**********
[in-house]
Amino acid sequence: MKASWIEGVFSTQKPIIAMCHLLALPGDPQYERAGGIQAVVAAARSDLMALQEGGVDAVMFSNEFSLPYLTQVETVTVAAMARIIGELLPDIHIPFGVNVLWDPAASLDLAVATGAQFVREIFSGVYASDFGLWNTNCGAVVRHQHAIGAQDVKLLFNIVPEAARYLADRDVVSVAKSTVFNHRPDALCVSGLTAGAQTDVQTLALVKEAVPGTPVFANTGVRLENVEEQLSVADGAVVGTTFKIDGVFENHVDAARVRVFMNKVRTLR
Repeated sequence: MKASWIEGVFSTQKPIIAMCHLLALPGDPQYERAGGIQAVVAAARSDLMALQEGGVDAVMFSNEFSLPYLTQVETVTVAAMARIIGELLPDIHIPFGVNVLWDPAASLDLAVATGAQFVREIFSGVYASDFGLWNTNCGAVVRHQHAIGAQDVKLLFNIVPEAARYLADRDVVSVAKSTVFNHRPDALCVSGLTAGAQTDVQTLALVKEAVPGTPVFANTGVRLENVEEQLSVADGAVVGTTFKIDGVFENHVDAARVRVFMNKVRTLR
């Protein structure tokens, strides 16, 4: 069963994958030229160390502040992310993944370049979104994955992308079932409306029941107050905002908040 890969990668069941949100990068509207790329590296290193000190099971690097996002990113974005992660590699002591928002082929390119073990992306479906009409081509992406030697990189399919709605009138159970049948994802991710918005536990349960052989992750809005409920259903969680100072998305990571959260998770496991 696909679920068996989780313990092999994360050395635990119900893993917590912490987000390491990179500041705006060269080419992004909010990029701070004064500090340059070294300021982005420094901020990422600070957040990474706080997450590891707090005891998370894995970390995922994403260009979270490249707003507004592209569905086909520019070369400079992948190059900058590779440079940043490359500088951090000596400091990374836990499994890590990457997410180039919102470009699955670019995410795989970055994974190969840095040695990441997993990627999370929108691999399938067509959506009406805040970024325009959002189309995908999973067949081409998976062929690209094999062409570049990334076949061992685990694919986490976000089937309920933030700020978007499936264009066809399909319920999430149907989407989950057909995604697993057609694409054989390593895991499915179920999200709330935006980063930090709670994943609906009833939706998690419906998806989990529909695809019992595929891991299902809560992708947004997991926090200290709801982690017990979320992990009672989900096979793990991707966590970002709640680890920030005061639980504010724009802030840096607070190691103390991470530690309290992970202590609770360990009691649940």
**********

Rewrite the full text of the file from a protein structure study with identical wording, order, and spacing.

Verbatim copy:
[in-house]
Amino acid sequence: MKASWIEGVFSTQKPIIAMCHLLALPGDPQYERAGGIQAVVAAARSDLMALQEGGVDAVMFSNEFSLPYLTQVETVTVAAMARIIGELLPDIHIPFGVNVLWDPAASLDLAVATGAQFVREIFSGVYASDFGLWNTNCGAVVRHQHAIGAQDVKLLFNIVPEAARYLADRDVVSVAKSTVFNHRPDALCVSGLTAGAQTDVQTLALVKEAVPGTPVFANTGVRLENVEEQLSVADGAVVGTTFKIDGVFENHVDAARVRVFMNKVRTLR
Repeated sequence: MKASWIEGVFSTQKPIIAMCHLLALPGDPQYERAGGIQAVVAAARSDLMALQEGGVDAVMFSNEFSLPYLTQVETVTVAAMARIIGELLPDIHIPFGVNVLWDPAASLDLAVATGAQFVREIFSGVYASDFGLWNTNCGAVVRHQHAIGAQDVKLLFNIVPEAARYLADRDVVSVAKSTVFNHRPDALCVSGLTAGAQTDVQTLALVKEAVPGTPVFANTGVRLENVEEQLSVADGAVVGTTFKIDGVFENHVDAARVRVFMNKVRTLR
């Protein structure tokens, strides 16, 4: 069963994958030229160390502040992310993944370049979104994955992308079932409306029941107050905002908040 890969990668069941949100990068509207790329590296290193000190099971690097996002990113974005992660590699002591928002082929390119073990992306479906009409081509992406030697990189399919709605009138159970049948994802991710918005536990349960052989992750809005409920259903969680100072998305990571959260998770496991 696909679920068996989780313990092999994360050395635990119900893993917590912490987000390491990179500041705006060269080419992004909010990029701070004064500090340059070294300021982005420094901020990422600070957040990474706080997450590891707090005891998370894995970390995922994403260009979270490249707003507004592209569905086909520019070369400079992948190059900058590779440079940043490359500088951090000596400091990374836990499994890590990457997410180039919102470009699955670019995410795989970055994974190969840095040695990441997993990627999370929108691999399938067509959506009406805040970024325009959002189309995908999973067949081409998976062929690209094999062409570049990334076949061992685990694919986490976000089937309920933030700020978007499936264009066809399909319920999430149907989407989950057909995604697993057609694409054989390593895991499915179920999200709330935006980063930090709670994943609906009833939706998690419906998806989990529909695809019992595929891991299902809560992708947004997991926090200290709801982690017990979320992990009672989900096979793990991707966590970002709640680890920030005061639980504010724009802030840096607070190691103390991470530690309290992970202590609770360990009691649940």